11 July 2003



NEW YORK, 10 July (UN Headquarters) -- Following is the message by the President of the General Assembly, Jan Kavan (Czech Republic), to mark World Population Day (11 July), this year’s theme being “One Billion Adolescents:  the Right to Health, Information and Services”:

This year’s World Population Day is dedicated to the world’s 1 billion adolescents and their right to reproductive health and the information and services that enable them to realize that right.

Adolescence is a uniquely vulnerable period of life.  It is a time when many young people confront sexual and reproductive health issues for the first time.  They must deal with new pressures and new risks.  And unless they are given the necessary support, they may not be able to make the informed decisions that lead to healthy lives.

Approximately 10 per cent of all births are to adolescents, with 15 million girls aged 15 to 19 giving birth each year.  These pregnancies are considered high risk because adolescent girls are twice as likely to die from pregnancy and childbirth than women in their twenties, and their children face a higher chance of child and infant mortality.  Young people should be informed of the dangers.  They should be provided the support they need to make active decisions about the timing and spacing of their children.  And they should be provided the support they need to prevent them or their children from becoming a mortality statistic.  Mongolia provides an excellent model.  All secondary schools are now required to teach a course on sexuality education, designed by education professionals with United Nations Family Population Fund support.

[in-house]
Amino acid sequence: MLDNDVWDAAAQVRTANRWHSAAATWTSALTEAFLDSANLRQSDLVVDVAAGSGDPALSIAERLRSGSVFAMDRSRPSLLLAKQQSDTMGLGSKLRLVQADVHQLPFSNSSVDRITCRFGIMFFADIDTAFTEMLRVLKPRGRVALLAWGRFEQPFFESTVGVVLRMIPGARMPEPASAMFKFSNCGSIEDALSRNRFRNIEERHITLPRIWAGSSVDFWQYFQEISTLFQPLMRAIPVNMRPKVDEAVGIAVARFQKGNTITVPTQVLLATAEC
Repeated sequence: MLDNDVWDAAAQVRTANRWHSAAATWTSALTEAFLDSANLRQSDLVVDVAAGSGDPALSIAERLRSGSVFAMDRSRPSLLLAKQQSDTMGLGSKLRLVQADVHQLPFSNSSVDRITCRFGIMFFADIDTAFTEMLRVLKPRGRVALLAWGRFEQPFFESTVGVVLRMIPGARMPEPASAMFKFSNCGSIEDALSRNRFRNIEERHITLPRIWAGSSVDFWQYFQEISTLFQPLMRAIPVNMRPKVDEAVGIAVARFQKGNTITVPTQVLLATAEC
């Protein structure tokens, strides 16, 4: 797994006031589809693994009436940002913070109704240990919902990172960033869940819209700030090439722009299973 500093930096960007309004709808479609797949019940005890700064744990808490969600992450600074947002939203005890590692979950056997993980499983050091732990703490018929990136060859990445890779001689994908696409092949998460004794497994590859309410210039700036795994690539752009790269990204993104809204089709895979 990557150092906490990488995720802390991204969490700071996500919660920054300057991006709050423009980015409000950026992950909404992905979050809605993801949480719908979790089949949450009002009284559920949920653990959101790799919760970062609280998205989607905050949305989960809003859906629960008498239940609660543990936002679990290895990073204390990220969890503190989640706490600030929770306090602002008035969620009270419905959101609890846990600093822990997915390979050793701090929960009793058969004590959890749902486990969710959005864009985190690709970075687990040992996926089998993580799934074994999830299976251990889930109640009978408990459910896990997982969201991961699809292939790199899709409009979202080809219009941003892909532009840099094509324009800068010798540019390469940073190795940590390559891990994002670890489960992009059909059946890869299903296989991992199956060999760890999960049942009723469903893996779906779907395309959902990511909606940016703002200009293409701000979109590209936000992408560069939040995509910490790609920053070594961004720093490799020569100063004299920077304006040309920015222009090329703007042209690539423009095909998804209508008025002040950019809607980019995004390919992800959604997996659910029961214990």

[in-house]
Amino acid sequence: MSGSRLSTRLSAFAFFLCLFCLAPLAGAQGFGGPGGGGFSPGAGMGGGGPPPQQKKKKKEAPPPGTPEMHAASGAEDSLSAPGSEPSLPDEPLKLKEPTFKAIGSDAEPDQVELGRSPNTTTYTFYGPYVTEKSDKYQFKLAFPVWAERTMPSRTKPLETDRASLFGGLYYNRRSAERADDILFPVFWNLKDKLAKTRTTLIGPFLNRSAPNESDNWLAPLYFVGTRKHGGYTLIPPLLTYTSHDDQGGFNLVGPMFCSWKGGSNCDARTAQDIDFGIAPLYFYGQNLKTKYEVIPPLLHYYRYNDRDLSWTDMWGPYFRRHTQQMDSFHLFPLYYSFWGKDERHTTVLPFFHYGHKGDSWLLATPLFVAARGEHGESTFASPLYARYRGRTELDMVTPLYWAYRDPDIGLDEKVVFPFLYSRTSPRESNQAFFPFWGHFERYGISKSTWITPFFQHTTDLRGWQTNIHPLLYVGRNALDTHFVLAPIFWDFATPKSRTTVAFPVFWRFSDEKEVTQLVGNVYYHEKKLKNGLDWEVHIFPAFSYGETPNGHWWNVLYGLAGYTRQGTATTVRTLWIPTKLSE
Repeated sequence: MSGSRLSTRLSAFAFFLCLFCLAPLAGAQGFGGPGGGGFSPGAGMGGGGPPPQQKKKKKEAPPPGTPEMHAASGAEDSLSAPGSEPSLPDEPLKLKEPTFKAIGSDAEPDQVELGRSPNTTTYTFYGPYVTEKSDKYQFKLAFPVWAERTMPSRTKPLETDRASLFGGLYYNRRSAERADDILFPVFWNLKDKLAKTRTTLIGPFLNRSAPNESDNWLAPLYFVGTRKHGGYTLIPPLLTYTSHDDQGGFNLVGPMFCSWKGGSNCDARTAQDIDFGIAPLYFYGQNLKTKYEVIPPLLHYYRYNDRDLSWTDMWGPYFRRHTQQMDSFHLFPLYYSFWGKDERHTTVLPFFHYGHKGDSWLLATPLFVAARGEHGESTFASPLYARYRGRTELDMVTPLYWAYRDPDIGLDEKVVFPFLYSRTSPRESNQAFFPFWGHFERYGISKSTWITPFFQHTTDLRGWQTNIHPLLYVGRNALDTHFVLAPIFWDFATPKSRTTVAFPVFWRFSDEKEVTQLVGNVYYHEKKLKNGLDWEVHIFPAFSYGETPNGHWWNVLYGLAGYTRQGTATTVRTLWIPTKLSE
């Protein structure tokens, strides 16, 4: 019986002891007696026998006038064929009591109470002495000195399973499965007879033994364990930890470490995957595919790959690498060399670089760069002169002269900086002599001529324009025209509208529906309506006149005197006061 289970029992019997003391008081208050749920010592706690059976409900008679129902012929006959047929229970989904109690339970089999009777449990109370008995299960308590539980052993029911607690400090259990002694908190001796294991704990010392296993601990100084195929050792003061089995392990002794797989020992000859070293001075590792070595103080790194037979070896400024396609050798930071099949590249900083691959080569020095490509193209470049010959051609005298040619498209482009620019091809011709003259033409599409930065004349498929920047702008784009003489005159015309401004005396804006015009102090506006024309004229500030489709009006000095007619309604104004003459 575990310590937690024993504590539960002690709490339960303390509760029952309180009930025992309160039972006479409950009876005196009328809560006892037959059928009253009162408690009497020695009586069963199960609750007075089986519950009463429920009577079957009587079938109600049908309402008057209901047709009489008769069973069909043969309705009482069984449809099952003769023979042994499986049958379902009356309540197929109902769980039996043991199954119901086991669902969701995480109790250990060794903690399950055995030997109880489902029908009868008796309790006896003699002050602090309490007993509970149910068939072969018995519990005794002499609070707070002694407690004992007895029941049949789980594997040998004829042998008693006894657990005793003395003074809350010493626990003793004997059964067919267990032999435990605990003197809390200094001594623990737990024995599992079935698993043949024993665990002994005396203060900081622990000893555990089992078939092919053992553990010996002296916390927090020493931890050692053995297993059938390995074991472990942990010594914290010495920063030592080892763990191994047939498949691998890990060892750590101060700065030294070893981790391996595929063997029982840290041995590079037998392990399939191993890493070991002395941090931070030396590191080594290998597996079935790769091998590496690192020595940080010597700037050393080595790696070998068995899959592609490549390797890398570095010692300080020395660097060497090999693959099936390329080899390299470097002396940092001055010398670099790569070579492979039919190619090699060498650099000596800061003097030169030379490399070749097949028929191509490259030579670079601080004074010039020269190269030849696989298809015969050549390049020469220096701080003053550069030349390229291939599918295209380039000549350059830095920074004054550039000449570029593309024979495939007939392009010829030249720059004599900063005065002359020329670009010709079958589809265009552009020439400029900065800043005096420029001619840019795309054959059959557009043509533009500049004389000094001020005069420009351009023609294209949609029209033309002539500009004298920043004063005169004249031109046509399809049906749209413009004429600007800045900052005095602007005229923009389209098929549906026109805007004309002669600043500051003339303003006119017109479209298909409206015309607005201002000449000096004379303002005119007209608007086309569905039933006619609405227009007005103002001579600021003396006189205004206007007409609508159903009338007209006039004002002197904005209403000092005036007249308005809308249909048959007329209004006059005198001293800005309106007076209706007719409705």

Services and information are also critical in stalling the spread of sexually transmitted diseases.  Every day, nearly 6,000 young people become infected with HIV.  Half of all new infections occur among young people aged 15 to 24.  We have seen, however, that comprehensive government programmes can significantly slow transmission rates.  In Thailand, for instance, a massive public information campaign produced dramatic results.  An estimated 200,000 to 400,000 fewer people were infected with HIV/AIDS than would have been in the absence of decisive government action.

The Convention on the Rights of the Child, the most widely ratified human rights treaty in history, spells out the right of the child to “seek, receive and impart information” and to “enjoyment of the highest attainable standard of health and to facilities for the treatment of illness and rehabilitation of health”.

I call on Member States today to ensure that adolescents are not deprived of their right to health-care services and information.

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